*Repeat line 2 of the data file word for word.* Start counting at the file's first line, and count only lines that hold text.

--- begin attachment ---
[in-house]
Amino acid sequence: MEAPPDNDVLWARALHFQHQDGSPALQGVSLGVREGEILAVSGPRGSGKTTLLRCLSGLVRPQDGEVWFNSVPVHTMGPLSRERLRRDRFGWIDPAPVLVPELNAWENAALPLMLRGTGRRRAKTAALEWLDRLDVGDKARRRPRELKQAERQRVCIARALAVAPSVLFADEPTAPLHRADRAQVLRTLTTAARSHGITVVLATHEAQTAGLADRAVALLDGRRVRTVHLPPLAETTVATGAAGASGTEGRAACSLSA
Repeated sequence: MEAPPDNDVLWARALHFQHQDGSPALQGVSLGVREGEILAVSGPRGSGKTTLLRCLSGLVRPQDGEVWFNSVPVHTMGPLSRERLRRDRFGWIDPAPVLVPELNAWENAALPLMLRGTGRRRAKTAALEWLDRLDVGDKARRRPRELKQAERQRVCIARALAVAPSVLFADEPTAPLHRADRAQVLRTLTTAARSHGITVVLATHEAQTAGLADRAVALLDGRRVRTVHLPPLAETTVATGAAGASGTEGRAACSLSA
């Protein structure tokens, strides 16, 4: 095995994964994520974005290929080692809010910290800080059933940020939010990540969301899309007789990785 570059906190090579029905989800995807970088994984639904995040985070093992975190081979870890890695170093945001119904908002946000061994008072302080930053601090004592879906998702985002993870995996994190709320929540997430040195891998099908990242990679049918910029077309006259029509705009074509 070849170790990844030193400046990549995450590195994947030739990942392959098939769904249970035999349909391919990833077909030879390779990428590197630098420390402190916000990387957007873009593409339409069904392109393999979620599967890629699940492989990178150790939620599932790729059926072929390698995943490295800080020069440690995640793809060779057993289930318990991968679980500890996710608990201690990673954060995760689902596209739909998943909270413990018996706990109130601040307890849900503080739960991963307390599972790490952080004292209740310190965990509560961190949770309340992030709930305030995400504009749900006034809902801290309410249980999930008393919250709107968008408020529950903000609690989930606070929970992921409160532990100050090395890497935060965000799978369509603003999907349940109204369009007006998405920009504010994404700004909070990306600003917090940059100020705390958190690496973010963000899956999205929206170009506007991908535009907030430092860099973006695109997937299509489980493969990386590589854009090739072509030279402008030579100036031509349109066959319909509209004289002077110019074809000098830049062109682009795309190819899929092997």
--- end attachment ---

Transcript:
Amino acid sequence: MEAPPDNDVLWARALHFQHQDGSPALQGVSLGVREGEILAVSGPRGSGKTTLLRCLSGLVRPQDGEVWFNSVPVHTMGPLSRERLRRDRFGWIDPAPVLVPELNAWENAALPLMLRGTGRRRAKTAALEWLDRLDVGDKARRRPRELKQAERQRVCIARALAVAPSVLFADEPTAPLHRADRAQVLRTLTTAARSHGITVVLATHEAQTAGLADRAVALLDGRRVRTVHLPPLAETTVATGAAGASGTEGRAACSLSA